Depression is a tricky thing. Here are some things to keep in mind when a loved one is diagnosed with depression:
They may not be as excited as you are about things or be "happy" with things in their life. BUT, happiness is NOT impossible! Small silly things can still make them extremely joyous! Find out what they are passionate about and what brings them joy. (For me this is tiny succulent plants, artwork, and various other small things!)
They may become overwhelmed and stressed out very easily. This may be obvious or well hidden, but they are usually always stressed out about SOMETHING. Something always feels overwhelming, hopeless, or problematic.
They may be super sleepy all the time OR they may never be able to get to sleep! Because their sleep schedule is messed up, they will probably cry or be cranky or more stressed out. (If she is tired all of the time, take naps with her! But, also try to get her out of bed and out and about! She will know this is good for her, but she may be resistant, try anyway but don't annoy her too much, she may cry.)
Like sleep, she may either find food comforting or repulsive. If she doesn't eat often, find out what her favorite food is and try to take her on lunch dates! This is a sneaky way to get her to eat, while having a good time together! If she eats a lot, do not tell her she is fat, eating too much, or unhealthy. Take her on dates to walk in the park, cook healthy meals with her, or tell her you would love to start a fitness plan together as a couple!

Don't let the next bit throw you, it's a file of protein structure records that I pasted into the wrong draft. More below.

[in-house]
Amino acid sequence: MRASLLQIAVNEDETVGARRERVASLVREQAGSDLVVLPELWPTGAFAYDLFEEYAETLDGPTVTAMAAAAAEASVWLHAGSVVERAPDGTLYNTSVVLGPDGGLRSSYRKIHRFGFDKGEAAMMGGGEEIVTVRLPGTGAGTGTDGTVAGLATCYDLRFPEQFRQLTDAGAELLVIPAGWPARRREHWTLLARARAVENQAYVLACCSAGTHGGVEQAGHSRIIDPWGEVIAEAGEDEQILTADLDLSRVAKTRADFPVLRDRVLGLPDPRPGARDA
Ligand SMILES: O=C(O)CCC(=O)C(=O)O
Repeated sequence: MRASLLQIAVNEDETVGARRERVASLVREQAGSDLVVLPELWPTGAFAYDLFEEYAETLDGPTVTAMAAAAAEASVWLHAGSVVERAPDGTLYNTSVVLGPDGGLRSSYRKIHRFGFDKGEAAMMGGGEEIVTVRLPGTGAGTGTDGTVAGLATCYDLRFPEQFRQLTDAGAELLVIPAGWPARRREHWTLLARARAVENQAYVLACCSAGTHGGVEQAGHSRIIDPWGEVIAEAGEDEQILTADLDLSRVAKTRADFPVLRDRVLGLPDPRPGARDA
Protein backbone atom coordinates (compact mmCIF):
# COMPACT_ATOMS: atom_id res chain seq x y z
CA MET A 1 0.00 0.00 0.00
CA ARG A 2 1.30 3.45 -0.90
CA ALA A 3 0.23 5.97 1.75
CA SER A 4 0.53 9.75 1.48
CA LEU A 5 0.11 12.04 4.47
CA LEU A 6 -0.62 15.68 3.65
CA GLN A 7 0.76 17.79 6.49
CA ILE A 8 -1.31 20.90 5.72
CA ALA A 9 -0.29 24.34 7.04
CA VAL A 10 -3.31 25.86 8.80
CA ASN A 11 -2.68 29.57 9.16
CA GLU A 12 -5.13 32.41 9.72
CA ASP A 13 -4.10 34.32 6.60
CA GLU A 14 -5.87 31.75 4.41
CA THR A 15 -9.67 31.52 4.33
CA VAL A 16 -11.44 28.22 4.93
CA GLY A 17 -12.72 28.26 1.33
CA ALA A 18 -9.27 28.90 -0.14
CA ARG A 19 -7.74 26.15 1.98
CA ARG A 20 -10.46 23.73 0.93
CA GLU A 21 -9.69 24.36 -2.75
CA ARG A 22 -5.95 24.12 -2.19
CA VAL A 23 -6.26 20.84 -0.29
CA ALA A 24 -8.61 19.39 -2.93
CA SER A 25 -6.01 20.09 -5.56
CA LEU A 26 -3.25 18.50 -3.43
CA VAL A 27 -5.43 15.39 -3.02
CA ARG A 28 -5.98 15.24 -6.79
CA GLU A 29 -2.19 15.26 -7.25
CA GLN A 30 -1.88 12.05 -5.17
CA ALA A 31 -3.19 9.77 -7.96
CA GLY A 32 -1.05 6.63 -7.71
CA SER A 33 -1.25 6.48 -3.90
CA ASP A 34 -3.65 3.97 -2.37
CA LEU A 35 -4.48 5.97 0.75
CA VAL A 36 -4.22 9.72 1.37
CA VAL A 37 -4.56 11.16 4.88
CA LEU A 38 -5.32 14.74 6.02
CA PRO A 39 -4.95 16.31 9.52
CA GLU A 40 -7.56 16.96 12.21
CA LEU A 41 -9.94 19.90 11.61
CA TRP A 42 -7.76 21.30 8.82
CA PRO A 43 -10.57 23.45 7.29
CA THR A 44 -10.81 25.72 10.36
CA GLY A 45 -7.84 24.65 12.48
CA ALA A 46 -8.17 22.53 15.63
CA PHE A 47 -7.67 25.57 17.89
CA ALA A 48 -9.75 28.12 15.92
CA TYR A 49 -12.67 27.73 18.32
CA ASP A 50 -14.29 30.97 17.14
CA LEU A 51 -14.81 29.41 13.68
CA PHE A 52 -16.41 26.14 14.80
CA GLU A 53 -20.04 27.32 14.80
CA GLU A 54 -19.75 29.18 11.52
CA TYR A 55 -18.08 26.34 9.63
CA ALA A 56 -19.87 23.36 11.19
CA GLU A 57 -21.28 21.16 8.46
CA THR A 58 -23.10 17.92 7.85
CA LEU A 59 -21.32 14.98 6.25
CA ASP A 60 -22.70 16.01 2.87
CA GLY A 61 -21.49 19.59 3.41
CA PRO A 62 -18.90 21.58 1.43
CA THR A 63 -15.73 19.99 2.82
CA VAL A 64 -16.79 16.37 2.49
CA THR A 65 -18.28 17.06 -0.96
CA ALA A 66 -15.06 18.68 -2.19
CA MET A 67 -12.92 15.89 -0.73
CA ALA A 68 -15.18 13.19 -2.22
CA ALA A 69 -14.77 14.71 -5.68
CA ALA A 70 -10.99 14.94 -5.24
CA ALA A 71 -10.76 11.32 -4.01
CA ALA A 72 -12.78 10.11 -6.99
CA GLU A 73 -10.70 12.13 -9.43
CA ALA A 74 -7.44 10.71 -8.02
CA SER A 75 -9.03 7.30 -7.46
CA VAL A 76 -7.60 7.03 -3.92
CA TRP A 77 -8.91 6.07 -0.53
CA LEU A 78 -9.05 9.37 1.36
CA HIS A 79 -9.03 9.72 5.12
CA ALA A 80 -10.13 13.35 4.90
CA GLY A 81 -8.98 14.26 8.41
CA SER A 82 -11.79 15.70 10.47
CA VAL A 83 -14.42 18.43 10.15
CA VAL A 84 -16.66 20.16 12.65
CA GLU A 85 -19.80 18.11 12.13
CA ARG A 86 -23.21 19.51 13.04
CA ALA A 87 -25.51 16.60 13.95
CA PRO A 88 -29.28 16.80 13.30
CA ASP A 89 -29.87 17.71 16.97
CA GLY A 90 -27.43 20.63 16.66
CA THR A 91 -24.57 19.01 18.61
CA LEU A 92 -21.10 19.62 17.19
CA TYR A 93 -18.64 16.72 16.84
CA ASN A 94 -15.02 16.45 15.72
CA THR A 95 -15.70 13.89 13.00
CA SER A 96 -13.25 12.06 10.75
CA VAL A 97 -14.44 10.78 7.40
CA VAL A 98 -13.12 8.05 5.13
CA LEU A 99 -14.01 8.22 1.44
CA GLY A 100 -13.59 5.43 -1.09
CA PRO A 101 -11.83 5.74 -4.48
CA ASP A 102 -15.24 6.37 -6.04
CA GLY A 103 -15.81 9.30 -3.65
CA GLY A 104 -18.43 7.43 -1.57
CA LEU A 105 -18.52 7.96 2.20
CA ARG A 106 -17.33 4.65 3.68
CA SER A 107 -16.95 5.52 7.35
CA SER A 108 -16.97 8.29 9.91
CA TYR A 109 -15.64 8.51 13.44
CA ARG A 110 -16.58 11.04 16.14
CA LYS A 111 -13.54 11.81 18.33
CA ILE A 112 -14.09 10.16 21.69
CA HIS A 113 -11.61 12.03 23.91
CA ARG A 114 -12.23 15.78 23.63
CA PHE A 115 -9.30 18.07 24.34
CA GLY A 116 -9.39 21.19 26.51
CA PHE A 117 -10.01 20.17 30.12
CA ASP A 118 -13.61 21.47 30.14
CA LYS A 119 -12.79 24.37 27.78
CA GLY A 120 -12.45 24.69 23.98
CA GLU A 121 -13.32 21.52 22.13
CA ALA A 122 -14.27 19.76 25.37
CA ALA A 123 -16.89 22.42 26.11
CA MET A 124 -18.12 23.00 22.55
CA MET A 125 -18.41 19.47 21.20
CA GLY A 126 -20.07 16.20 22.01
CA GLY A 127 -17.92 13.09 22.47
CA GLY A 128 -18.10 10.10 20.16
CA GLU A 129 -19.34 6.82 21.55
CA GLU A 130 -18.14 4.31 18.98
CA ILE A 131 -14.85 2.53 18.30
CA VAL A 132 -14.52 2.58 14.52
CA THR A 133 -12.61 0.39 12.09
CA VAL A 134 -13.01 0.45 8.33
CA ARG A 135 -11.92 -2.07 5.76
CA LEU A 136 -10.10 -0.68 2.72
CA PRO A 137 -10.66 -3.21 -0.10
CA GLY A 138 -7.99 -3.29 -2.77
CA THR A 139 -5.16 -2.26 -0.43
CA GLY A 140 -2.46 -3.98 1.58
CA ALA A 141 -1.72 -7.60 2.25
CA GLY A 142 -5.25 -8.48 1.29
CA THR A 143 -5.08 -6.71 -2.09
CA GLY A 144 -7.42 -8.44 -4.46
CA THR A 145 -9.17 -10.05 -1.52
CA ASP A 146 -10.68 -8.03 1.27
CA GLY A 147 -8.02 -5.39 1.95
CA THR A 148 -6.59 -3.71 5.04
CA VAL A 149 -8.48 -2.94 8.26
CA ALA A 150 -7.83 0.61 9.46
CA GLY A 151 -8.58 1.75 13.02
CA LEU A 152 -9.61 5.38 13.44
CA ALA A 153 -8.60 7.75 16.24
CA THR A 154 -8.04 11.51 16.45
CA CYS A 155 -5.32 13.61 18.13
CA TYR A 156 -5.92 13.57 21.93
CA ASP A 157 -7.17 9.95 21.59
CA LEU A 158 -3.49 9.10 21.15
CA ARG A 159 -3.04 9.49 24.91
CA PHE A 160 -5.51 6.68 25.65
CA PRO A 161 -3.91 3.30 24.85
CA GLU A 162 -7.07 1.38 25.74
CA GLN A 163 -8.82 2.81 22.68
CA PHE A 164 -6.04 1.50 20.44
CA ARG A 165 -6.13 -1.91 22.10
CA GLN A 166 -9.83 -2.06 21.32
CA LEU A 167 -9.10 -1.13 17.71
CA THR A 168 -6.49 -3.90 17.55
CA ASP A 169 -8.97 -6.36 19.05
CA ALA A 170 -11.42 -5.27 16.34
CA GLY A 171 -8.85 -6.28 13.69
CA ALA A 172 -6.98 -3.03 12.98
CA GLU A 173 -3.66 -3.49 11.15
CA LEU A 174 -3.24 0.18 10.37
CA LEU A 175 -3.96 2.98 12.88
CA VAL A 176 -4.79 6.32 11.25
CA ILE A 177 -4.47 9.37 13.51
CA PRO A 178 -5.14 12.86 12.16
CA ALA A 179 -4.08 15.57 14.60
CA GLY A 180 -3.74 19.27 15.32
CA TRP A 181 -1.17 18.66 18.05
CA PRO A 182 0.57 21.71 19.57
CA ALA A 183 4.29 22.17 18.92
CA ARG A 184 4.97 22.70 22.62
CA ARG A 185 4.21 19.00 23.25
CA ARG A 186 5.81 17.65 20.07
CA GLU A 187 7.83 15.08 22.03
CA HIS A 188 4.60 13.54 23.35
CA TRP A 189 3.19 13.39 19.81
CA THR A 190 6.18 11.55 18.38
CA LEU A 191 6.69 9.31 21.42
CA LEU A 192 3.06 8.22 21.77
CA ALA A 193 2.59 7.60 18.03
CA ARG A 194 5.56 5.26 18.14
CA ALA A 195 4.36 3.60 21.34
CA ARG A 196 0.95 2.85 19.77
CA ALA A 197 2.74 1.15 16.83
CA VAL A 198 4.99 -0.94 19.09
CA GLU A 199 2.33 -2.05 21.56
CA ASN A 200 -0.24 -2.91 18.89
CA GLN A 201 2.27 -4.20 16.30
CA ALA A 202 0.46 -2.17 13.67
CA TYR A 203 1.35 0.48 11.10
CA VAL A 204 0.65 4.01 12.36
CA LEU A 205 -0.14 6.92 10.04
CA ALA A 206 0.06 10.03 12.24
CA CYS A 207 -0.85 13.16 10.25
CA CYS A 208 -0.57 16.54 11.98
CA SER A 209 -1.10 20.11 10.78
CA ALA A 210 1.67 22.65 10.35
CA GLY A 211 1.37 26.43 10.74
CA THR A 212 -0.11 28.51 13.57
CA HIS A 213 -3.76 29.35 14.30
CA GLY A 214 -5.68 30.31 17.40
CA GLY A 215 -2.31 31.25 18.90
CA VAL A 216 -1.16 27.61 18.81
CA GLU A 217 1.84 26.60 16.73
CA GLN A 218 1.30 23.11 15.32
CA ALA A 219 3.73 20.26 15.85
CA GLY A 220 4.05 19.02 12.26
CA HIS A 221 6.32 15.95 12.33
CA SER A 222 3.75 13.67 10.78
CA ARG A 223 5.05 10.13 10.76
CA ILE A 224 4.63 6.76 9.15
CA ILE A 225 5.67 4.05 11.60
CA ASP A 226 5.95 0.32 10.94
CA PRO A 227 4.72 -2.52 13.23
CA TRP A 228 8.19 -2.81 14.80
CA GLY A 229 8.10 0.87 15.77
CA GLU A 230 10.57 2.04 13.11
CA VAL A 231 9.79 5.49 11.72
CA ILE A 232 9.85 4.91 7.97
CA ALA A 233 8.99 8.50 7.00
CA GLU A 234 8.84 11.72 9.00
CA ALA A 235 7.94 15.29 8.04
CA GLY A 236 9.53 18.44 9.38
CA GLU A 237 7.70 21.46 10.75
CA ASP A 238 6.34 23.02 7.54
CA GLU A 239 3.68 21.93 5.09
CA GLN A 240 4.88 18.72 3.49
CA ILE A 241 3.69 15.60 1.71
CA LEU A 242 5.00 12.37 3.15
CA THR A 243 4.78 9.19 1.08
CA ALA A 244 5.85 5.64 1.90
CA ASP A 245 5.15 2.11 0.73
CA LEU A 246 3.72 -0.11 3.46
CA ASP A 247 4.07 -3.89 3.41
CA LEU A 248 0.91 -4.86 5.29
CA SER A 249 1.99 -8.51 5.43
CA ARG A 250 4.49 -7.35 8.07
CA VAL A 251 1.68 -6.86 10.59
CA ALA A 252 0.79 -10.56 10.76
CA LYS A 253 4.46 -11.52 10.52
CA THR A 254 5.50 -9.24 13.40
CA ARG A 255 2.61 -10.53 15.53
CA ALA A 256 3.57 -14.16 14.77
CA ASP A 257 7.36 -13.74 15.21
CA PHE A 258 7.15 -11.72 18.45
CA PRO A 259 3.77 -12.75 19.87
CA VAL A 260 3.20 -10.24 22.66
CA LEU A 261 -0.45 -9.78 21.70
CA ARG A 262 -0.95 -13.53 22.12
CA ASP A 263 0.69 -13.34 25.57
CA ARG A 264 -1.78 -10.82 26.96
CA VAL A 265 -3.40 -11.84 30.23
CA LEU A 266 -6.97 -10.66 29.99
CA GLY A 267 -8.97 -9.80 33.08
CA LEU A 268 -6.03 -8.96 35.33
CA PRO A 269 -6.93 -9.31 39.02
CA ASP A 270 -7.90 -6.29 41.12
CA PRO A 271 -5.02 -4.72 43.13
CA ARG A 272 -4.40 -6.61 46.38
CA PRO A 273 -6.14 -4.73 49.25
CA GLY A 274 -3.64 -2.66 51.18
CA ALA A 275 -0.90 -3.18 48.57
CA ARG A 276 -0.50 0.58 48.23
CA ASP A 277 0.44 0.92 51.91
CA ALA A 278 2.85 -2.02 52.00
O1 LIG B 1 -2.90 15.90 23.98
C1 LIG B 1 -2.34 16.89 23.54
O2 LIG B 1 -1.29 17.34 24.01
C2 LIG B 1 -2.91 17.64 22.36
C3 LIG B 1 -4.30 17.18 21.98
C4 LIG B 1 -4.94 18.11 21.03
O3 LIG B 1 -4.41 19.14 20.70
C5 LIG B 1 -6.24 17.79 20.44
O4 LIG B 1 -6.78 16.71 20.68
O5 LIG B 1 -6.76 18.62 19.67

Depression is real. It is not made up. People who have this disorder often wish they didn't and they are NOT acting the way they do in hopes of getting attention. (They usually do NOT want attention or people looking at them differently because they already feel as though they are isolated.) It can be brought on by certain situations and can come in waves, so some days are better than others. It can be hereditary, so they really may not be an explanation for their feelings.
SEE ALSO: How Girls With Anxiety Love DifferentlyThey may feel as though you are against them at times. They may feel as though they are not enough for you. They may feel as though they are a burden and that you would be better without them in your life. Reassurance and communication on your part are key. She is trying!
She is breathing! She is surviving! Celebrate that every day. Tell her how proud you are of her for small things. Bring her flowers, candy, or even hold her hand to brighten her day! In her world of darkness, be her light. Medicine only goes so far. Speaking from experience, if you are someone who loves her and she loves you, she needs you there. She needs you to be her rock when she can't hold herself up. She needs you to have a tissue when she is crying. She needs you to listen when she wants to vent or sit in silence when she is overthinking.
If you or a loved one is experiencing suicidal thoughts, know that there are people out there who are willing to help. The suicide hotline, 1-800-273-8255, is available 24/7 and someone will be there to talk, regardless of the situation. You are not alone. You are not worthless. Your life matters.